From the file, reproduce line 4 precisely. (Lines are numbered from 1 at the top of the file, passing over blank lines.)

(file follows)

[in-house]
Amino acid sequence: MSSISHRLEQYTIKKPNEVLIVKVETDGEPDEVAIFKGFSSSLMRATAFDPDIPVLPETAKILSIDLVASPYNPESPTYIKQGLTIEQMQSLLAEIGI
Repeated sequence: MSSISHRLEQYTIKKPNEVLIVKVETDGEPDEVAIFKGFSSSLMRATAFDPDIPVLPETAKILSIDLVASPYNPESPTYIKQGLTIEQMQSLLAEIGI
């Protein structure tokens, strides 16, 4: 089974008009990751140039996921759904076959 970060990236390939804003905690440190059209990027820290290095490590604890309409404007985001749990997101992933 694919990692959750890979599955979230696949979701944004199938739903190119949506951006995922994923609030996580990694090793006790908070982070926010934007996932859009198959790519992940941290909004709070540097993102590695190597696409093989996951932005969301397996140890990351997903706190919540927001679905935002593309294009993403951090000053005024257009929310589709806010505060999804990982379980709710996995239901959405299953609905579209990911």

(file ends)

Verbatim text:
């Protein structure tokens, strides 16, 4: 089974008009990751140039996921759904076959 970060990236390939804003905690440190059209990027820290290095490590604890309409404007985001749990997101992933 694919990692959750890979599955979230696949979701944004199938739903190119949506951006995922994923609030996580990694090793006790908070982070926010934007996932859009198959790519992940941290909004709070540097993102590695190597696409093989996951932005969301397996140890990351997903706190919540927001679905935002593309294009993403951090000053005024257009929310589709806010505060999804990982379980709710996995239901959405299953609905579209990911």